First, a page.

The author Richard Louv, known for his book "The Last Child in the Forest", has documented the negative effects of this deficiency on the physical and mental health of children and has called this a natural deficit.
"I like to play indoors because that's where all the plugs are." This phrase was said by a boy of only nine years, and marked the American author Richard Louv, known for his book The Last Child in the Forest: Saving our children from Nature Deficit Disorder.
He remembered this sentence for 30 years of his life, and he began to talk about a topic that concerns us all: the disconnection that today's children have with nature and the consequences of the deterioration of this limited relationship.
Louv has documented the negative effects of this deficiency on the physical and mental health of children and has called this a natural deficit, a condition that, as he explains in an interview with El País, does not have a medical diagnosis. “I'm cautious with the definition,” Louve says.
“What he describes is something that has been happening for years and that we feel in a diffuse, indefinite way. We still haven't found the right words to tell ourselves. But it's basically the impact that removal from the natural world has on physical and mental health. Not just in children. Also in adults.
►What is the impact that children, especially, are away from nature?
There are many, but in the interview the author points out that the lack of nature decreases creativity, the capacity for wonder and the ability to learn through direct experiences. To this is added the positive physical effects that are diminished when children are away from this.
“Various investigations relate it to a reduction in attention deficit disorders, stress and depression. Even with better cognitive development. In addition, logically, it is an important antidote against obesity. I remember that about ten years ago there were about 20 studies on the subject. Today there are more than 500”, he explains.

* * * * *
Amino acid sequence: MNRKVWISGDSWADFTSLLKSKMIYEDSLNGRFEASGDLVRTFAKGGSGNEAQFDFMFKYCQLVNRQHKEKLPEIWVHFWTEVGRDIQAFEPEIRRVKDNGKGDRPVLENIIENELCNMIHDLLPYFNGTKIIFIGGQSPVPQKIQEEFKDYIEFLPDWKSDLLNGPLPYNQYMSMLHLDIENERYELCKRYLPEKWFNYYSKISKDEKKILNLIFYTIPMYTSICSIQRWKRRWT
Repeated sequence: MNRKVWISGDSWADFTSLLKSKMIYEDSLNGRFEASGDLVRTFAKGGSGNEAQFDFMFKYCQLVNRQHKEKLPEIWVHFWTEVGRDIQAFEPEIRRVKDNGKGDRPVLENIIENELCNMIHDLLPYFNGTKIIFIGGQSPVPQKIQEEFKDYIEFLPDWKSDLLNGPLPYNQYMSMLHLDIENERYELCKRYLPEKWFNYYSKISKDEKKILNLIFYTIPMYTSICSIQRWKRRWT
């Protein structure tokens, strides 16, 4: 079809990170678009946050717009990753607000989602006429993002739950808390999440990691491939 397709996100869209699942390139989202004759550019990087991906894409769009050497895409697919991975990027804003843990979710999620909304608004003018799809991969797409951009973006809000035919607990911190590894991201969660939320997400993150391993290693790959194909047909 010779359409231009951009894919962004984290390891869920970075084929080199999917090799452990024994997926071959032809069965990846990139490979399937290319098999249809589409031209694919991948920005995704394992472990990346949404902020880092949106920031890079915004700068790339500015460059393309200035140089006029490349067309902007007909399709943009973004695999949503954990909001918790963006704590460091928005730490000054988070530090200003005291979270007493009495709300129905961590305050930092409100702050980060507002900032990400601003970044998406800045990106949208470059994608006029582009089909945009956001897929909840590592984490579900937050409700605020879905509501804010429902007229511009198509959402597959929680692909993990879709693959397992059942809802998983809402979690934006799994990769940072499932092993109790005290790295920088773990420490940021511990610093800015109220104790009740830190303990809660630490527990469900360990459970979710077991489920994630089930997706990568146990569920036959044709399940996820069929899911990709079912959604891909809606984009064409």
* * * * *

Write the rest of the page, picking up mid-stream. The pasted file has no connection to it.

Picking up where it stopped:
Louv knows well that nature is not the cure for “all ills”, but it is definitely an important tool for children to develop many skills through free play.
Children who play freely in the field develop a greater sense of cooperation, imagination, introspection and reflection. In addition, says the author, camaraderie and equality “because nature does not impose conditions.
►And how can adults open spaces that allow children to connect with nature?
There are simple and effective things that can be done, Louve says in the interview. Especially for parents, the strategies are very practical:
“Just as we write down our children's soccer game on the calendar, we can also write down natural events: a walk, an excursion. And it helps not to assume that, as a parent, one knows everything about nature. Sometimes it's better not to know much and experience something for the first time with your daughter. Let us remember that today there are at least one or two generations that have had very little natural life. The sense of shared discovery and wonder is incredibly important,” he says.
And in schools? Principals, Louve says, are very important in this challenge. They should make sure to give the students quiet green spaces… it could be a garden, an orchard or a corner where they can watch the butterflies pollinate.
In other words, it is about promoting wildlife in school spaces and even designing different spaces with green characteristics:
“Part of it has to do with the architecture and the use of so-called biophilic design. We can build classrooms and hallways interspersed with natural elements, a model that has been proven to increase school performance and decrease illness. Only the presence of natural light can increase school success rates”, highlights the writer.
"With special intensity in childhood, never in our history has a species been so disconnected from nature."
►Why is this happening?
Some of the causes are: bad urban designs, the disappearance of animal species, plants and habitats, the fear of fathers and mothers to let their children play alone there and above all, the popularization of technology.
But Louve is not an enemy of technology, in fact he believes that the most important thing is to try to combine it with the natural experience by doing things as simple as taking photos and thus paying more attention to what surrounds us.
This connection with nature is important because of everything the author has already said, but also because it is the best way to educate citizens aware of the environmental crisis that they are facing.
So let the kids get dirty, let the kids get outside, let them connect with nature and let them learn through it!
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